Kropotkin worked within the framework of 19th century natural science, but his results are just as relevant today as they were then. Moreover, the accuracy of his insights is vindicated by the latest research into complexity theory. Geoffrey West, who was a practicing particle physicist for forty years and is now distinguished professor at the Santa Fe Institute, has achieved some stunning breakthroughs in complexity theory and the mathematical characterization of scaling of biological systems. Looking at animals big and small, from the tiny shrew to the gigantic blue whale, he and his collaborators were able to determine that all these animals obey a certain power law: their metabolic cost scales with their mass, and the scaling factor is less than one, meaning that the larger the animal, the more effective its resource use and, in essence, the more effective the animal—up to a certain optimum size for each animal. The growth of every animal is characterized by a bounded, sigmoidal curve: growth accelerates at first, then slows down, reaching a steady state as the animal matures.
What Prof. West was able to discover is a small set of general laws—formulated as algebraic equations about as simple and general as the laws of Newtonian mechanics—that have been validated using data on trees, animals, colonies of bacteria—all manner of living things, and that provide amazingly precise predictions. As the size of the organism increases, its metabolic cost, heart rate and so on scales as m-1/4 while its lifetime scales as m1/4 (where m is the animal's mass). The ¼-power comes from the three dimensions plus a third fractal dimension. This is because all living systems are fractal-like, and all networks, from the nervous system to the circulatory system, to the system of tunnels in a termite colony, exhibit fractal-like properties where a similarly organized subsystem can be found by zooming in to a smaller scale. That is, within any fractal network there are four degrees of freedom: up/down, left/right, forward/back and zoom in/zoom out.
Prof. West then turned his attention to cities, and discovered that they can be characterized by similar power laws by which they too accrue greater benefits from increased size, through increased economies of scale, up to a point, but with two very important caveats. First, whereas with living systems an increase in size causes the internal clock to slow down—the larger the size the slower the metabolism, the slower the heart rate and the longer the lifespan—with cities the effect of greater size is the opposite: the larger the city, the larger is the metabolic cost and the energy expenditure per unit size, and the more hectic is the pace of life. To keep pace with the metabolic requirements of a growing socioeconomic system, socioeconomic time must continuously accelerate.
Second, whereas all living systems exhibit bounded growth up to an optimum size, socioeconomic systems such as cities exhibit unbounded, superexponential growth. These two differences added together imply that cities must reach a point where they must move infinitely fast in order to maintain their homeostatic equilibrium: a singularity. But it is inevitable that they reach natural limits well before they reach the singularity, and collapse. In short, large-scale socioeconomic systems are not sustainable. There is a crisp difference between natural, biological, anarchic systems that exhibit bounded growth up to a steady state and artificial, hierarchical, socioeconomic systems that show superexponential growth almost up to a singularity and then collapse. Prof. West was able to formalize this difference using a single parameter, β. In biology, β is less than 1, resulting in bounded growth; in socioeconomics, β is greater than 1, resulting in explosive growth almost up to a singularity, followed by collapse.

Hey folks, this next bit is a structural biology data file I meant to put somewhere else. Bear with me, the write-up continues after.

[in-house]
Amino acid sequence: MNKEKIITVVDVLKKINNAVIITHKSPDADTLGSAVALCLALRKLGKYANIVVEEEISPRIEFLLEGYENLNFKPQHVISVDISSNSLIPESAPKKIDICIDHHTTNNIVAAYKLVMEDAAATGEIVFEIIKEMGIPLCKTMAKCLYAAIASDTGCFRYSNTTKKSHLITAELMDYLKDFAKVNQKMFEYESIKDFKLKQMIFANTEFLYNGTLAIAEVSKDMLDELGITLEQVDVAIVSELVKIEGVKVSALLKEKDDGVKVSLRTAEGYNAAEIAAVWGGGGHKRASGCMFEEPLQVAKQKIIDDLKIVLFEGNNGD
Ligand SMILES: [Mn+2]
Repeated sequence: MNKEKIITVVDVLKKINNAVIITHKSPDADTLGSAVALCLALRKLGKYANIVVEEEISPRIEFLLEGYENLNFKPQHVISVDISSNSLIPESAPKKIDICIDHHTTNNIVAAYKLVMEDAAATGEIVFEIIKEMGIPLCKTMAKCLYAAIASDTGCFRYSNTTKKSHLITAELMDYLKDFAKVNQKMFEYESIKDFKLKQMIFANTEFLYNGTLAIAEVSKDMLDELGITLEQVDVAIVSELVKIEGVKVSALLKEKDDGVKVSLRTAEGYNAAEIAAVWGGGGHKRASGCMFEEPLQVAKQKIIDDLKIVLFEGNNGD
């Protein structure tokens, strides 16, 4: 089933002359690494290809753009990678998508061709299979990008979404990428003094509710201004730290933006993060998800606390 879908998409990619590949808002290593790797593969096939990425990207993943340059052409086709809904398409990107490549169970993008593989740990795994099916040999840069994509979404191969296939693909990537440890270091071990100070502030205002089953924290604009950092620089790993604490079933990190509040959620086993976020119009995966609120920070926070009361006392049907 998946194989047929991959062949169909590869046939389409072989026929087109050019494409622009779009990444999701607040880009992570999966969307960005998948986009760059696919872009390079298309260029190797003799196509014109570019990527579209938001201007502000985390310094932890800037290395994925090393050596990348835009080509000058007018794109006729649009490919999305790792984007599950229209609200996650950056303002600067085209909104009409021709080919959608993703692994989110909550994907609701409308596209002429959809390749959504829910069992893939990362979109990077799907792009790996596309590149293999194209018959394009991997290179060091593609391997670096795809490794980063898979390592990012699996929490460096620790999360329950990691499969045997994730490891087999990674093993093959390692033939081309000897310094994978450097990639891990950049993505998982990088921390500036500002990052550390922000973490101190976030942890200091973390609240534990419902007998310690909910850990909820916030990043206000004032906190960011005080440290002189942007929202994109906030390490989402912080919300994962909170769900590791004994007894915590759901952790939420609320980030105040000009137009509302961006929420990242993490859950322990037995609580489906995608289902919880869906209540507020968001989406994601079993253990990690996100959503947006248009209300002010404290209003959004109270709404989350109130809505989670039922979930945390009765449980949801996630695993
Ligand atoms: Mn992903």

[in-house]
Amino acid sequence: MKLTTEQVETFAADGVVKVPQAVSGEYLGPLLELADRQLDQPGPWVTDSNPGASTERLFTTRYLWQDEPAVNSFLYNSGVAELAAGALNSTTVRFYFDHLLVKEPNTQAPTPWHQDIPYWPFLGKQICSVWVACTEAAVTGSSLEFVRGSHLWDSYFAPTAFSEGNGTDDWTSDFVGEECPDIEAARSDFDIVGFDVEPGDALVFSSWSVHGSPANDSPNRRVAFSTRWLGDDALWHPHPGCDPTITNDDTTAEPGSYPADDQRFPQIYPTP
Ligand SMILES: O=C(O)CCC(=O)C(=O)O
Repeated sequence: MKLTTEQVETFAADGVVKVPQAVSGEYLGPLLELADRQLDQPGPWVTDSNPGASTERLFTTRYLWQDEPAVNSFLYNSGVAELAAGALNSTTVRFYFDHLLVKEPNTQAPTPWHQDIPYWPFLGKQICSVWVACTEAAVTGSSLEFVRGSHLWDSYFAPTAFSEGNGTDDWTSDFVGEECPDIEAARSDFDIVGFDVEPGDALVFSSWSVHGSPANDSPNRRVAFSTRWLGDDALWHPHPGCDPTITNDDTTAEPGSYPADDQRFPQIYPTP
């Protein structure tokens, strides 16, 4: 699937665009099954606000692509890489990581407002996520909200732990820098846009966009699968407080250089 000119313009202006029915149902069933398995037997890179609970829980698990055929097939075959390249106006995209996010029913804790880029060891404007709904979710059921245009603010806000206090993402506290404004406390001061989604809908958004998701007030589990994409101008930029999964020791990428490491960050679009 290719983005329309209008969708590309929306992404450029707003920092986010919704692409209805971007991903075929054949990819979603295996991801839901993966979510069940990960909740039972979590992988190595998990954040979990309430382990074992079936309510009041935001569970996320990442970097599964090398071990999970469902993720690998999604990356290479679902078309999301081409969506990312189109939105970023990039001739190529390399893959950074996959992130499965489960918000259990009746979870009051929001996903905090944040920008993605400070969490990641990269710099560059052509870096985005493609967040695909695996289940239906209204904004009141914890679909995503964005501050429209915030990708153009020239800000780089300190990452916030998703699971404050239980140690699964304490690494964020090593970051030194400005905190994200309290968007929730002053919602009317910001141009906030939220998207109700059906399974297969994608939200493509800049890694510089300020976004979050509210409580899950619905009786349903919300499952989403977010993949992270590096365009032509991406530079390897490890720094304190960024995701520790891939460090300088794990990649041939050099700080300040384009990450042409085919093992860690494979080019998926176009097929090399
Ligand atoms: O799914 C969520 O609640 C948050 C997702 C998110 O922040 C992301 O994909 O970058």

The key difference between a living organism and a city is that while a living organism is organized anarchically, a city is organized hierarchically. A living organism is a sustainable, egalitarian community of cooperating cells, which leverages the economies of scale of a larger size to let it move more slowly and to live longer. A socioeconomic system is organized into various classes, some more privileged than others, and is controlled through formal systems of governance based on written law and explicit chains of command. The larger it becomes, the greater becomes the relative burden of police, the courts, regulation and bureaucracy, and other systems of overt monitoring, surveillance and control. Faced with these ever increasing internal maintenance requirements, it can only achieve economies of scale by moving faster and faster, and eventually it has to collapse.
There are many conclusions that can be drawn from all this, but perhaps the most important is that collapse is not an accident; collapse is an engineered product. It is being engineered by those who think that a higher level of authority, coordination, harmonization and unity is always a net benefit at any scale. The engineers of collapse include political scientists, who seek universal peace, through ever-greater military expenditure and dominance, in place of many small-scale, limited wars, but drive the world toward world wars and a global conflagration. It includes economists who pursue stability and growth at all costs instead of allowing for natural fluctuations, including a natural leveling-off of growth at an optimum level, first creating a global economy, then driving it into a black hole of debt. It includes financiers, who seek uniformity and transparency of global finance and universal mobility of capital instead of allowing pyramid schemes to collapse as they always do and allowing productive capital to settle where it should—in communities and in human relationships based on personal trust. Last but not least, collapse is being engineered by theologians who have fixed and absolute notions of morality based on long-obsolete written texts which ignore known facts about human nature. All of these people are hopeless utopians attempting to base society on idealistic principles. Such utopian societies inevitably fail, while those that are cognizant of human weakness and are able to compensate for it can go on for ages. The greatest weakness we have in our nature is our propensity for forming hierarchies, for following formal systems of rules and laws that attempt to defy natural laws, and for listening to utopians.